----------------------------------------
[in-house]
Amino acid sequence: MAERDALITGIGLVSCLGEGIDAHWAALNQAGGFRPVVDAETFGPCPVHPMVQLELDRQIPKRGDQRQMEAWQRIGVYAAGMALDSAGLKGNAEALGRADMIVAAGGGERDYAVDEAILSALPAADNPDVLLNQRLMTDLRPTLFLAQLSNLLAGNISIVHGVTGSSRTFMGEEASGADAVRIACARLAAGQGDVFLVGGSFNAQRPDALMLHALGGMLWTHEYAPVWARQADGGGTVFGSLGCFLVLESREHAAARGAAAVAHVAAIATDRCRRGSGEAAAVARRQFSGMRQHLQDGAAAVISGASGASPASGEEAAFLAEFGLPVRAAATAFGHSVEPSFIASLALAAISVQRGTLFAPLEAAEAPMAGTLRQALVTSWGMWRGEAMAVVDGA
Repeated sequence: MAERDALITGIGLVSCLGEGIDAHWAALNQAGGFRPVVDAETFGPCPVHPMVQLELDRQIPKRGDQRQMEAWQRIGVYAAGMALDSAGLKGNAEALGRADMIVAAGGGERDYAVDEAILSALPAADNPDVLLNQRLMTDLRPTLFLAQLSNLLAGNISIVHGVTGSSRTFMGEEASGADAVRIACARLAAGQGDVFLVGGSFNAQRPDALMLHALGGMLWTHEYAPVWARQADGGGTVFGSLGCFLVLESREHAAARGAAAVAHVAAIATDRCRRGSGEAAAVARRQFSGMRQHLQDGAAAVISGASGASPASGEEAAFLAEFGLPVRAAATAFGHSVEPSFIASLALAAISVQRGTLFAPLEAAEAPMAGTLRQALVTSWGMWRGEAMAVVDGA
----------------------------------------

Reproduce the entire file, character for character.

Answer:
[in-house]
Amino acid sequence: MAERDALITGIGLVSCLGEGIDAHWAALNQAGGFRPVVDAETFGPCPVHPMVQLELDRQIPKRGDQRQMEAWQRIGVYAAGMALDSAGLKGNAEALGRADMIVAAGGGERDYAVDEAILSALPAADNPDVLLNQRLMTDLRPTLFLAQLSNLLAGNISIVHGVTGSSRTFMGEEASGADAVRIACARLAAGQGDVFLVGGSFNAQRPDALMLHALGGMLWTHEYAPVWARQADGGGTVFGSLGCFLVLESREHAAARGAAAVAHVAAIATDRCRRGSGEAAAVARRQFSGMRQHLQDGAAAVISGASGASPASGEEAAFLAEFGLPVRAAATAFGHSVEPSFIASLALAAISVQRGTLFAPLEAAEAPMAGTLRQALVTSWGMWRGEAMAVVDGA
Repeated sequence: MAERDALITGIGLVSCLGEGIDAHWAALNQAGGFRPVVDAETFGPCPVHPMVQLELDRQIPKRGDQRQMEAWQRIGVYAAGMALDSAGLKGNAEALGRADMIVAAGGGERDYAVDEAILSALPAADNPDVLLNQRLMTDLRPTLFLAQLSNLLAGNISIVHGVTGSSRTFMGEEASGADAVRIACARLAAGQGDVFLVGGSFNAQRPDALMLHALGGMLWTHEYAPVWARQADGGGTVFGSLGCFLVLESREHAAARGAAAVAHVAAIATDRCRRGSGEAAAVARRQFSGMRQHLQDGAAAVISGASGASPASGEEAAFLAEFGLPVRAAATAFGHSVEPSFIASLALAAISVQRGTLFAPLEAAEAPMAGTLRQALVTSWGMWRGEAMAVVDGA